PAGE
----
Environmental News from India:
The contemporary world is infested with competing politics around ‘national interest first’. This relegates global common interests to a lower or no priority. In this scenario, the technical contents aside, any global report produced must also be read for the narrative it promotes and the likely beneficiaries of such a narrative.
The global report on the Environmental Performance Index (EPI) was released on June 6. Beyond the narrative this report promotes, there are two immediate reasons to take note of it. First, it places India at the bottom of the list of 180 countries assessed on their environmental performance for a sustainable future. Second, it compels one to think about why is India at the bottom position. This report is jointly prepared by two US universities: Yale University and Columbia University.
The EPI Assessment 2022 has come as an utter shock, and a surprise, when it appeared that India is doing better than many in terms of greenhouse gas (GHG) emission intensity of the economy, increasing the share of renewable energy, and increasing biomass carbon sinks. And also, in any case, India does not assess itself to be the worst!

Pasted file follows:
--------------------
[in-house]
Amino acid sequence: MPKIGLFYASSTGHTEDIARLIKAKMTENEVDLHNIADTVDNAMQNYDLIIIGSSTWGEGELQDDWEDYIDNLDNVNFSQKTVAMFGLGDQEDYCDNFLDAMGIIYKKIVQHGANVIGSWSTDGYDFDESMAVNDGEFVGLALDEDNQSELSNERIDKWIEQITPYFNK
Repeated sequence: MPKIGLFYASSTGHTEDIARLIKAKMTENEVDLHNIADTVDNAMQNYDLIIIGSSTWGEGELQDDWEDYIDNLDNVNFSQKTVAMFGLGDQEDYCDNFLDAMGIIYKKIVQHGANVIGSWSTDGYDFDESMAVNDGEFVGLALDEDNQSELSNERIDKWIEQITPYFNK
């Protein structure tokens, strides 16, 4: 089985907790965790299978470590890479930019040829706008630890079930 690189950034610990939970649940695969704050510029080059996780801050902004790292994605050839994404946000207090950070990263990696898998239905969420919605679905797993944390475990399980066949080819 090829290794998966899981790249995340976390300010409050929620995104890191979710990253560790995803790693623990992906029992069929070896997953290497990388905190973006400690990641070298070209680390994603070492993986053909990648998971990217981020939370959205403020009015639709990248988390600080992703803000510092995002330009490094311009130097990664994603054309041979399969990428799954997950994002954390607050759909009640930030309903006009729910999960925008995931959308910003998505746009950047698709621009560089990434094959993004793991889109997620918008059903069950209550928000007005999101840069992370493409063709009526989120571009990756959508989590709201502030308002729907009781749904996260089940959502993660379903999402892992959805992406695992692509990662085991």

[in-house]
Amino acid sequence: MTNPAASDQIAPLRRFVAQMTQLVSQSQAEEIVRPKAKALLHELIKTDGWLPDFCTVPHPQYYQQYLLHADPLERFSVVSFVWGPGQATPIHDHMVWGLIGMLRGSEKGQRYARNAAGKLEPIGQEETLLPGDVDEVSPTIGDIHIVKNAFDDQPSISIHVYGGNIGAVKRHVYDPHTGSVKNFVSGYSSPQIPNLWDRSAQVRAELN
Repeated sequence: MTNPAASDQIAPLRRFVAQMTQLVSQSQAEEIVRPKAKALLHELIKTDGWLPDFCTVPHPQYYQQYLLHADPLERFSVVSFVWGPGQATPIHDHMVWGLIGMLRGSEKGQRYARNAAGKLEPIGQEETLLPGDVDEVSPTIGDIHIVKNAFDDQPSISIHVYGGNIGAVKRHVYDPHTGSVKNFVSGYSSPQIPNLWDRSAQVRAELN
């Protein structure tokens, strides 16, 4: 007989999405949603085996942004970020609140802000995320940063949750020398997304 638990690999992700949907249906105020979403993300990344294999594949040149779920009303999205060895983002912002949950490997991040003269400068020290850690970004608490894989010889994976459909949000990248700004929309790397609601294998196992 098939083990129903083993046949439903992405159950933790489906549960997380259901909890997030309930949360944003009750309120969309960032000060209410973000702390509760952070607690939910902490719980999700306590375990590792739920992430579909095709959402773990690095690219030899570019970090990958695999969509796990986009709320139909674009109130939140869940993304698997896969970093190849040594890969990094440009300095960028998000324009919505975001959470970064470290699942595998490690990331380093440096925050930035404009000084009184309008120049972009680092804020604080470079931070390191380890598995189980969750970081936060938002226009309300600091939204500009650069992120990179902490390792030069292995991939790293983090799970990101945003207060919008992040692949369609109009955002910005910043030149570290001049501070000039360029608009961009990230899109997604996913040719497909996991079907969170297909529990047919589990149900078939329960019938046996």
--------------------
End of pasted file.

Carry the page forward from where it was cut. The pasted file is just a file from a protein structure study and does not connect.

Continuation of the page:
According to the report, overall rankings point to the countries that best address the environmental challenges. The 22 countries from the ‘Global West’ (term used in the report for 22 industrialized countries) are consistently assessed with high performance, and ‘sub-Saharan Africa’ and ‘South Asia’ are the worst-performing regions. Denmark tops the performance with a score of 77.9 on 100, closely followed by the UK (77.7) and Finland (76.5). Pakistan (24.6), Bangladesh (23), Vietnam (20.1), Myanmar (19.4), and India (18.9) take the bottom ranks. Surprisingly, at an overall rank of 85, Bhutan, a carbon-negative country, takes 129th, 43rd and 103rd rank on environmental health, ecosystem viability, and climate mitigation, respectively.
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Source: Deccan Herald